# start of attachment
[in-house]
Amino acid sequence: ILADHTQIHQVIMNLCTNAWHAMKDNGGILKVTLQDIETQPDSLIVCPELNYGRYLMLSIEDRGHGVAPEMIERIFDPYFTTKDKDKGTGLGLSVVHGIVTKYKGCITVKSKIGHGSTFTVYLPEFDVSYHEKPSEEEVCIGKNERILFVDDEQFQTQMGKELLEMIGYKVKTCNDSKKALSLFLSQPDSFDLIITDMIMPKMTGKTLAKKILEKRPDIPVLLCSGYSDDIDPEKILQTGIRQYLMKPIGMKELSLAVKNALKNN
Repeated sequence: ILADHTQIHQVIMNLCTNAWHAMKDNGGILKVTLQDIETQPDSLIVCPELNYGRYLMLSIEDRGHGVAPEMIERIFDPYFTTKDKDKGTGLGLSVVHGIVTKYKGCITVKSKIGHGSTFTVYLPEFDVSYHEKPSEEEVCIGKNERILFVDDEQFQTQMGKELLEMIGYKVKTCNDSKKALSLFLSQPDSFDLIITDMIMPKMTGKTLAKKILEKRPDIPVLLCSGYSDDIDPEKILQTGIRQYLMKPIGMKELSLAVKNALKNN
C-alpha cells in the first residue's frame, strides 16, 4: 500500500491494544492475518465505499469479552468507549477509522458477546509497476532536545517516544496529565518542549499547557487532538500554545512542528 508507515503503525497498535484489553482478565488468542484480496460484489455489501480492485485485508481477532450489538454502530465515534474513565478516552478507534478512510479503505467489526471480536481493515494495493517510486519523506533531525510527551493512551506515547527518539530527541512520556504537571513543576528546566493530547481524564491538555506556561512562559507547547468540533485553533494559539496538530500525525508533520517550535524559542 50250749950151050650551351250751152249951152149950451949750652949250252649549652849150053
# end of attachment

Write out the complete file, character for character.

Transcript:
[in-house]
Amino acid sequence: ILADHTQIHQVIMNLCTNAWHAMKDNGGILKVTLQDIETQPDSLIVCPELNYGRYLMLSIEDRGHGVAPEMIERIFDPYFTTKDKDKGTGLGLSVVHGIVTKYKGCITVKSKIGHGSTFTVYLPEFDVSYHEKPSEEEVCIGKNERILFVDDEQFQTQMGKELLEMIGYKVKTCNDSKKALSLFLSQPDSFDLIITDMIMPKMTGKTLAKKILEKRPDIPVLLCSGYSDDIDPEKILQTGIRQYLMKPIGMKELSLAVKNALKNN
Repeated sequence: ILADHTQIHQVIMNLCTNAWHAMKDNGGILKVTLQDIETQPDSLIVCPELNYGRYLMLSIEDRGHGVAPEMIERIFDPYFTTKDKDKGTGLGLSVVHGIVTKYKGCITVKSKIGHGSTFTVYLPEFDVSYHEKPSEEEVCIGKNERILFVDDEQFQTQMGKELLEMIGYKVKTCNDSKKALSLFLSQPDSFDLIITDMIMPKMTGKTLAKKILEKRPDIPVLLCSGYSDDIDPEKILQTGIRQYLMKPIGMKELSLAVKNALKNN
C-alpha cells in the first residue's frame, strides 16, 4: 500500500491494544492475518465505499469479552468507549477509522458477546509497476532536545517516544496529565518542549499547557487532538500554545512542528 508507515503503525497498535484489553482478565488468542484480496460484489455489501480492485485485508481477532450489538454502530465515534474513565478516552478507534478512510479503505467489526471480536481493515494495493517510486519523506533531525510527551493512551506515547527518539530527541512520556504537571513543576528546566493530547481524564491538555506556561512562559507547547468540533485553533494559539496538530500525525508533520517550535524559542 50250749950151050650551351250751152249951152149950451949750652949250252649549652849150053